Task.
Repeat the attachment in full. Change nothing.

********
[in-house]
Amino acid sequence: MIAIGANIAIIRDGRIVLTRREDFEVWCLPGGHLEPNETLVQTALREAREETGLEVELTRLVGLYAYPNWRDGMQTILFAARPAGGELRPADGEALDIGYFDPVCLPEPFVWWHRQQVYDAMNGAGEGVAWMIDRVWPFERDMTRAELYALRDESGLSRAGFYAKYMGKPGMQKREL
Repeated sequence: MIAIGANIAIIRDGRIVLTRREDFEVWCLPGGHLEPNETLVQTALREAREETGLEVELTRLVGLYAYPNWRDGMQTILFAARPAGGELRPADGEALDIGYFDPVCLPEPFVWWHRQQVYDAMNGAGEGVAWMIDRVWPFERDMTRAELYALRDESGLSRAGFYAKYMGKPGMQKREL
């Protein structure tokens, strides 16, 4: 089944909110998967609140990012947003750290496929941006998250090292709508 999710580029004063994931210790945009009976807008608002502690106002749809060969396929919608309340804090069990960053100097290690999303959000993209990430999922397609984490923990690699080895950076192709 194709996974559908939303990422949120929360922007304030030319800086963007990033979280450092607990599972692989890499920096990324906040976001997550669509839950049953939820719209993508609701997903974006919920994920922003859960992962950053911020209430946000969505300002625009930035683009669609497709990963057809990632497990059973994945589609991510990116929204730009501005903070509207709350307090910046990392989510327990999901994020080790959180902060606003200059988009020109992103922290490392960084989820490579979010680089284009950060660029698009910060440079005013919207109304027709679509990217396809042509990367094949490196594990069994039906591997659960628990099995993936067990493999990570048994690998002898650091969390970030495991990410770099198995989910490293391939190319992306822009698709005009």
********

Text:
[in-house]
Amino acid sequence: MIAIGANIAIIRDGRIVLTRREDFEVWCLPGGHLEPNETLVQTALREAREETGLEVELTRLVGLYAYPNWRDGMQTILFAARPAGGELRPADGEALDIGYFDPVCLPEPFVWWHRQQVYDAMNGAGEGVAWMIDRVWPFERDMTRAELYALRDESGLSRAGFYAKYMGKPGMQKREL
Repeated sequence: MIAIGANIAIIRDGRIVLTRREDFEVWCLPGGHLEPNETLVQTALREAREETGLEVELTRLVGLYAYPNWRDGMQTILFAARPAGGELRPADGEALDIGYFDPVCLPEPFVWWHRQQVYDAMNGAGEGVAWMIDRVWPFERDMTRAELYALRDESGLSRAGFYAKYMGKPGMQKREL
């Protein structure tokens, strides 16, 4: 089944909110998967609140990012947003750290496929941006998250090292709508 999710580029004063994931210790945009009976807008608002502690106002749809060969396929919608309340804090069990960053100097290690999303959000993209990430999922397609984490923990690699080895950076192709 194709996974559908939303990422949120929360922007304030030319800086963007990033979280450092607990599972692989890499920096990324906040976001997550669509839950049953939820719209993508609701997903974006919920994920922003859960992962950053911020209430946000969505300002625009930035683009669609497709990963057809990632497990059973994945589609991510990116929204730009501005903070509207709350307090910046990392989510327990999901994020080790959180902060606003200059988009020109992103922290490392960084989820490579979010680089284009950060660029698009910060440079005013919207109304027709679509990217396809042509990367094949490196594990069994039906591997659960628990099995993936067990493999990570048994690998002898650091969390970030495991990410770099198995989910490293391939190319992306822009698709005009």